Number sense comes easily for a lot of kids, but for some kids, it can be really sticky. When you have a child who really struggles to understand numbers, it’s a good idea to pull out all the stops and find ways to help your child relate to numbers using all five senses: taste, touch, smell, sound, and site. With Valentine’s Day nearing, the most popular candy across the United States is the conversation heart. For minimal cost and effort, help your child learn basic maths Using Candy Hearts to Teach About Numbers.
Learning with All Five Senses.
Using conversation hearts for math practice uses all five senses. I mean, who can resist taking a bite or two while you are counting? The sound of the candies rattling in the bag or crunching in your mouth? The smell when you first open the bag? The best part is — your child won’t just be learning math. He or she will also be practicing fine motor skills, pincer grip, hand-eye coordination, problem-solving, and more with these simple number activities using candy hearts. I mean, if you can improve your handwriting with Love Monsters, you can learn about numbers with candy hearts right?
Using Candy Hearts to Teach One-To-One Correspondence.
This concept simply means that when counting, each object only gets counted one time. One item for each new number. You can teach one-to-one correspondence using candy hearts by matching each piece of candy with a corresponding number or square or image as you count. if you have a counting book, put one candy heart on each image on a page as you count it, to mark that item “counted” and keep your place. If you have ten-square worksheets, one heart per square. On a larger scale, if you wanted to count all of the flowers on a comforter, for instance, you could place one candy heart on each flower to help you keep track as you count. You could also play one of my favorite games, Jelly Bean Clean-Up, using candy hearts instead. For every toy your child picks up he or she gets one candy heart.
TIP: If you have a lot of toys on the playroom floor or older kids with more stamina, you might want to do one piece of candy for every five items you pick up, but then you would be learning about skip counting instead of one-to-one correspondence.
We make one-to-one correspondence easy in our book Learning Numbers with Candy Hearts. Each number’s page has a spot where your child can place candy hearts as they count, color each candy heart as they count, or make playdough candy hearts while counting and keeping track.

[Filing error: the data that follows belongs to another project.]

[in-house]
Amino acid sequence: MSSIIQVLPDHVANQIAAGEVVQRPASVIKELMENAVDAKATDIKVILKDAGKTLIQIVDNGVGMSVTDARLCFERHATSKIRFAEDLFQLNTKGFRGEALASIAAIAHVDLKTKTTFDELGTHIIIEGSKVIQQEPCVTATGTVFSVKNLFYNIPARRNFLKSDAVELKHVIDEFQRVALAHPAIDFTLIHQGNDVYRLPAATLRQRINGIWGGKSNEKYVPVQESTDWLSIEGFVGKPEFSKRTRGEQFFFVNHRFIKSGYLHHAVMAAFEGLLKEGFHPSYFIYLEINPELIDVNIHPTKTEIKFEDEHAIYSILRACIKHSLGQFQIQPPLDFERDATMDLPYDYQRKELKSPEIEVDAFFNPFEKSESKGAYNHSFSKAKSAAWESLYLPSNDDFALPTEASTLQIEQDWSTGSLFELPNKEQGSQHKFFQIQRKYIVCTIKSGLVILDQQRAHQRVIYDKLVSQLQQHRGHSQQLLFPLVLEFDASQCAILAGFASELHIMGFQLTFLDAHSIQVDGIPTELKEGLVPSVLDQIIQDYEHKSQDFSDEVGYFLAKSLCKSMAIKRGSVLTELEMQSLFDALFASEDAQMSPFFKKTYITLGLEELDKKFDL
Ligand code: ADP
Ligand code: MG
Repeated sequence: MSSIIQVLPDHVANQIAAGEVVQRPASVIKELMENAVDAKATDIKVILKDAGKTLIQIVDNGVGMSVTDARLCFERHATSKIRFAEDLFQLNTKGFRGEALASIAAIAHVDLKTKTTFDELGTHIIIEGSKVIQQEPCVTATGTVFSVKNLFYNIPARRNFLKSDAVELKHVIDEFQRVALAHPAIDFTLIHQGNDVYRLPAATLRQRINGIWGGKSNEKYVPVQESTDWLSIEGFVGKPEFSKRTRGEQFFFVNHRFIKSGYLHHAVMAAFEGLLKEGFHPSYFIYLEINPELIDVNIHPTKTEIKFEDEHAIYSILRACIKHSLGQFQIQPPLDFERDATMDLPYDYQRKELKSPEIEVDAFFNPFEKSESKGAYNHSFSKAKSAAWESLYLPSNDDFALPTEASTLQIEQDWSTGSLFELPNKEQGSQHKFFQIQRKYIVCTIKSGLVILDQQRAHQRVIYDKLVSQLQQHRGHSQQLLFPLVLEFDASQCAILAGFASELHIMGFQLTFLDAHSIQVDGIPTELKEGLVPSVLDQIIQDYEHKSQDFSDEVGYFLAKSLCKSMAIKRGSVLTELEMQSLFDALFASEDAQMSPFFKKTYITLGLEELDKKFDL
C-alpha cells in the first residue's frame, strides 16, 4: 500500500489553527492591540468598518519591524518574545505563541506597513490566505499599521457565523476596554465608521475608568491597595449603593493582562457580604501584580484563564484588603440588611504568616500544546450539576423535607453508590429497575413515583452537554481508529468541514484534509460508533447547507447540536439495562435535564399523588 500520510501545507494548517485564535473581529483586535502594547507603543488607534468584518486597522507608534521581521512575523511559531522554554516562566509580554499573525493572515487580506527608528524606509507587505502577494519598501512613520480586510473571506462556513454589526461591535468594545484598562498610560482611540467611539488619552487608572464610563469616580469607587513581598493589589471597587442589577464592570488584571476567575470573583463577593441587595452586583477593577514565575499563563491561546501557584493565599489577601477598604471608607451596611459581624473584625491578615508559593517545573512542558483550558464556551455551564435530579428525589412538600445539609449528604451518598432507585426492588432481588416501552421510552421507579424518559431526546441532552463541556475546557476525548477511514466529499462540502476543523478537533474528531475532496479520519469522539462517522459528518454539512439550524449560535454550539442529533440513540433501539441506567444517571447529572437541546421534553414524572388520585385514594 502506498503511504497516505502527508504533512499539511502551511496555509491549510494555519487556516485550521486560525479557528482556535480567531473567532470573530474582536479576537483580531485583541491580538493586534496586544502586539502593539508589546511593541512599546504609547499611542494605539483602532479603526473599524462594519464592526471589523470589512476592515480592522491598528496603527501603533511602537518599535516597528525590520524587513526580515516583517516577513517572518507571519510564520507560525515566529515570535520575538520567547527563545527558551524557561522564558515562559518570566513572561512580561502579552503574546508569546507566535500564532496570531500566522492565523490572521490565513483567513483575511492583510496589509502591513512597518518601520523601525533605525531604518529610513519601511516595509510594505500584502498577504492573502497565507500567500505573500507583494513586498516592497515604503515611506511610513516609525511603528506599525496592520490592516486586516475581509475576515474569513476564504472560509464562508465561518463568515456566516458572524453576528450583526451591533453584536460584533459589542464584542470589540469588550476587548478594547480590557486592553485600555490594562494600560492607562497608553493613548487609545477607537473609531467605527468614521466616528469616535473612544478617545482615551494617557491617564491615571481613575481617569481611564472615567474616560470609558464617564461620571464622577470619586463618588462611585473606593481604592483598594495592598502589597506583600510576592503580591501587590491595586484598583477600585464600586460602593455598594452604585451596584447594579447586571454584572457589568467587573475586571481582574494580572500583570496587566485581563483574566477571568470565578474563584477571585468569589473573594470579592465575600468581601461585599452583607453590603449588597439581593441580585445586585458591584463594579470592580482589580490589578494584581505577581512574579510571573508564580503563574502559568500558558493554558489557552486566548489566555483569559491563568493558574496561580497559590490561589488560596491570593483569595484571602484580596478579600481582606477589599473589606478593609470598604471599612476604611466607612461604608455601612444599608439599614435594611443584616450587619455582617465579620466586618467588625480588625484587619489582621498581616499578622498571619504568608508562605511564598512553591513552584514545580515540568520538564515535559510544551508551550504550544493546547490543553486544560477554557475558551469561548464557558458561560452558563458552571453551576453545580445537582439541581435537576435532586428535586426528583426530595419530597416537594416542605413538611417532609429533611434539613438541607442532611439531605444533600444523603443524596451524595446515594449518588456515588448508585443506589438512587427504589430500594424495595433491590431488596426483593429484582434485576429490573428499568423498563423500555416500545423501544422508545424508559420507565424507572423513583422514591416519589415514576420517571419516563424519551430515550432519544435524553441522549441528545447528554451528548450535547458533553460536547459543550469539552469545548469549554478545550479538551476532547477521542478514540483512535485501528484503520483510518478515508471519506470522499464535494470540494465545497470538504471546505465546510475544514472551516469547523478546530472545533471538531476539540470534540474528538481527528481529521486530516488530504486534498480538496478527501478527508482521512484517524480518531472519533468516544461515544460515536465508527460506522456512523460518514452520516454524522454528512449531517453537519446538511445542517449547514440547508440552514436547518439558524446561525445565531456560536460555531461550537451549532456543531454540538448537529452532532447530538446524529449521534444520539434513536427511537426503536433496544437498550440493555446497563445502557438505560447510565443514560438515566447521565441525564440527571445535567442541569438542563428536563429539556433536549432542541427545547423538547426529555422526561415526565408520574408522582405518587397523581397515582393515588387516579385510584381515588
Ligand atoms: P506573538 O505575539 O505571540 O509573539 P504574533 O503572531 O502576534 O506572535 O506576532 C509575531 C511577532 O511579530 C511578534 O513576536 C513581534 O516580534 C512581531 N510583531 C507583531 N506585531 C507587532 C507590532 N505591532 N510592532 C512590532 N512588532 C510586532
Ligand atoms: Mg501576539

Using Conversation Hearts to Teach Counting.
Counting with candy hearts is so much fun! You could count each one as you eat it. You could count the candies as you put them in a jar, and then later stump your friends and family with the “How Many Candy Hearts in this Jar” game. You could count each candy heart as you glue it onto a big piece of construction paper or a paper plate. You could even count candy hearts as you make this beautiful canvas as a special gift for someone.
TIP: Baby wipes are a mom’s best friend! As your child plays and counts with the candy hearts and eats a few, stickiness is bound to happen! Have some baby wipes handy for quick clean-up.
Using Candy Hearts to Teach Basic Fractions.
Little children have their first exposure to “fractions” when they are told they must share candy equally. Excited children painstakingly count out equal numbers of candy pieces for each person in the group. The result is a bag of candy divided in half, or in thirds, or whatever the case may be. Have your child split ten candy hearts into two equal piles, twelve candy hearts into three equal piles, and so on. As you do this activity, make sure to talk about it. Use the words half, equal, thirds, etc as often as you can. If you have a big bag of candy to divide in half, you can count as you go. You’ll practice counting, find out how many candies were in the bag, and introduce fractions all at the same time.
Or Teach Addition and Subtraction.
For slightly older kids, you can practice basic math facts using candy hearts. Two Plus Three? Lay the candy hearts out in a row and count the answer. If that’s too easy, try harder addition or even multiplication problems. Make four rows of four and count the result. Demonstrate subtraction as you eat the candies together. Ten minus one is nine. Nine minus one is eight. These concepts seem so easy to us, but young children need to talk about numbers and see the number functions happen in order to understand. The more you can demonstrate number concepts with concrete, hands-on tools like candy hearts or lego bricks while your child is still little, the more hooks she will have in place for harder math concepts as she grows.
You Can Even Teach Skip-Counting!
To teach your child skip-counting using candy hearts, line candy hearts up in nice neat rows of two or three or five, and then point to the last piece of candy in each row, and ask how many. Your child will be able to see the number quickly and skip count at least a few numbers (2,4,6, or 3,6,9) to get the idea of what skip counting is. When you’re ready, add more rows and more starting numbers to build on what your child knows.
Make Candy Hearts Work for You As a Teaching Tool.
Each holiday gives us amazing tools for education. The hearts of our kids are wrapped up in the holidays and the magic, so tapping into holidays is brilliant and effective. For the next few weeks until Valentine’s Day, candy hearts are going to be your new best friend in the classroom or at your kitchen table.
Take the magic even further when you purchase Learn About Numbers with Candy Hearts. This 42 page PDF file can be printed at home and used to teach the following skills:
- Number Recognition
- Number Formation
- Handwriting Practice
- Number Word Recognition
- Counting Practice
- Hand-Eye Coordination